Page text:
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Telethon Kid playwright Alistair Baldwin has been told he’s “one in a million” all his life. “I was fascinating right out of the gates,” he says of his vanishingly rare variation on muscular dystrophy. “When an infant is born with a non-specific neuromuscular disorder, they give them a very funny placeholder diagnosis called Floppy Baby Syndrome. And the test is if you hold the baby and the limbs ragdoll and sort of spill out like a loose burrito.”
Playwright Alistair Baldwin: never stood a chance to not become a writerCredit: Joe Armao
As a result, the now Melbourne-based writer spent much of his childhood in and out of Perth’s Princess Margaret Children’s Hospital, where he witnessed the surreal “razzle dazzle” swirling around sick kids hand-picked for the annual Perth Telethon to raise money for the institution. “Kids with rare and interesting diseases are surrounded by this intense spectacle,” he says. “You’re told before you can really remember that you are exceptionally interesting, so I never stood a chance to not become a writer.”
Only Baldwin was never selected to appear on the telethon. “I’m still jealous, because I know for a fact that some of my neurologist’s other patients were,” he chuckles.
Comparing it to the Jerry Lewis Muscular Dystrophy Telethon in the US, and the scandals that plagued it after some of the poster children grew up, dubbing themselves “Jerry’s Orphans″ to speak out about how they felt used, Baldwin says it’s an odd beast. “So much of the narrative of growing up with an ‘orphan’ disease, which is rare enough that actually there’s not really enough people to turn a profit on it, so you are kind of begging for donations, can be isolating.”
His experiences feed into Telethon Kid, directed by Hannah Fallowfield. William Rees (The Cripple of Inishmaan) is Sam, “inspiration” porn to their adoring Instagram followers, but a hot mess beyond the filters who hooks up with their former paediatric doctor, prompting an “erotic” ethical dilemma. “At its core, it’s about the ripple effects of a one-night-stand between a doctor and a former patient, which immediately gets into these questions of agency and consent,” Baldwin says. “That’s so important in these discussions, because infantilisation of people with disability is rife and we’re kind of encouraged to lean into that, because people care more for sick kids than sick adults.”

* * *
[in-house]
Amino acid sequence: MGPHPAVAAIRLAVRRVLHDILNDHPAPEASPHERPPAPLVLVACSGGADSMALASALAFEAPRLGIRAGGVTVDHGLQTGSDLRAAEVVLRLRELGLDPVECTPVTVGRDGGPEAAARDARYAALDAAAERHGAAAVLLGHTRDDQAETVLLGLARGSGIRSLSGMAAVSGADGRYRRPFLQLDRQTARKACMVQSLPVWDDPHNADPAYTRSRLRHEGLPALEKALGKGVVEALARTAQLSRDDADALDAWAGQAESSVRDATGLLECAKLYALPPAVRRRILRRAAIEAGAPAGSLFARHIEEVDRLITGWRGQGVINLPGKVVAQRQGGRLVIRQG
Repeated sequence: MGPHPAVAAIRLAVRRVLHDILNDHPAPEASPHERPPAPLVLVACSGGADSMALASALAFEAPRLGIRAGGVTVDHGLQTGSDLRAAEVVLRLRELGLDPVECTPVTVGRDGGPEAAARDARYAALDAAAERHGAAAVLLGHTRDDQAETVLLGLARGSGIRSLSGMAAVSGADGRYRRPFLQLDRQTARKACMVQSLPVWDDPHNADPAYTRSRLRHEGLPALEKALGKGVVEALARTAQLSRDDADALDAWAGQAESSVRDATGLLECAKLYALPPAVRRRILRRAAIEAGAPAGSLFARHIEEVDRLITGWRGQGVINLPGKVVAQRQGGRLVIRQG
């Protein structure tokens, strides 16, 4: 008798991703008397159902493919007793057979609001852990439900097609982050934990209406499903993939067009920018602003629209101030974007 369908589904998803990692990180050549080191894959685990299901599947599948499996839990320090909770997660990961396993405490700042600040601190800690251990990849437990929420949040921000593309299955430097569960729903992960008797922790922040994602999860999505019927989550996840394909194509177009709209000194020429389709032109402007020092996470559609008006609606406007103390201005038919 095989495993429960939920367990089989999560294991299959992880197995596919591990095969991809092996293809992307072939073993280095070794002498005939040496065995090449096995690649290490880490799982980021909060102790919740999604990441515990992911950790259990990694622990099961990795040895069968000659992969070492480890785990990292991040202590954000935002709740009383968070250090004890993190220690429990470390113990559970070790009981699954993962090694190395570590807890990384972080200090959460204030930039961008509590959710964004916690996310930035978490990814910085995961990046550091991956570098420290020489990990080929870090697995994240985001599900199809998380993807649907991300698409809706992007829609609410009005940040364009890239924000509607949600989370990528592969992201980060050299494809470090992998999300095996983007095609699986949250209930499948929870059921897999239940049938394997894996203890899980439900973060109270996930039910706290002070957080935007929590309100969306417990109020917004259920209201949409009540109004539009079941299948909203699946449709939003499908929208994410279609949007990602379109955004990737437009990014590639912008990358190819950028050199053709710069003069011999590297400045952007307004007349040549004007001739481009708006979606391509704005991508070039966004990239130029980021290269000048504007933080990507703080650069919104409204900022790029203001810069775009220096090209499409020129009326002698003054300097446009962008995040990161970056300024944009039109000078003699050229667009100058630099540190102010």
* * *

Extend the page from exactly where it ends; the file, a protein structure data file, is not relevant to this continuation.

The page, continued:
William Rees plays the stoic Billy in The Cripple of Inishmaan.
Rees’ casting is perfect. “They’re an incredible actor with a brachial plexus injury, and the play talks so much about the spectacle that abled people put onto disabled people, the intrigue, disgust and delight,” Baldwin says. “I think there’s something radical about seeing a hot disabled actor in a state of semi-undress, spoiler alert.”
The power dynamic between Sam and his doctor, played by Max Brown (Glitch), is complicated. “There’s that idea of being frozen as a kid in their brain, and how frustrating that is,” Baldwin says. “To what extent does seducing them become a way to assert your adulthood?”
Alistair Baldwin Credit: JOE ARMAO
The patient-doctor relationship is odd anyway, Baldwin insists. “It requires a level of dehumanisation for the patient, that we’re sort of lowering them to lab specimen, manipulated, moved and inspected.”
We also dehumanise doctors and nurses, “Through elevating them to these weird healer-angels who are expected to be self-sacrificing and altruistic when they have no work-life balance and never sleep,” Baldwin says. “We deny them the very human venting of f—ing around, getting drunk and making mistakes.”
The ethical quagmire of adults wrangling child stars and doctor-patient relations presented rich material for this button-pushing, sex and body-positive play. “I certainly love being a slut,” Baldwin says of his inspiration. “When you’re born with a genetic disorder or something like that, you become acquainted with your body as this problem, well before you understand that it can have a sexuality and is in a marketplace of being desired.”
It’s an idea Baldwin often coalesces around in his writing, including raunchy SBS comedy Latecomers led by disability activists Hannah Diviney and Angus Thompson. “So much of disability is about reframing our bodies away from something which is purely problematic,” he adds. “The most compelling counterargument is that bodies are sexy. We’re covered in all these little morphine button G-spots. How can a body be a mistake if it can also give you an orgasm, the most transcendent thing in the world?”
Telethon Kid is at the Malthouse Theatre July 28-August 13.
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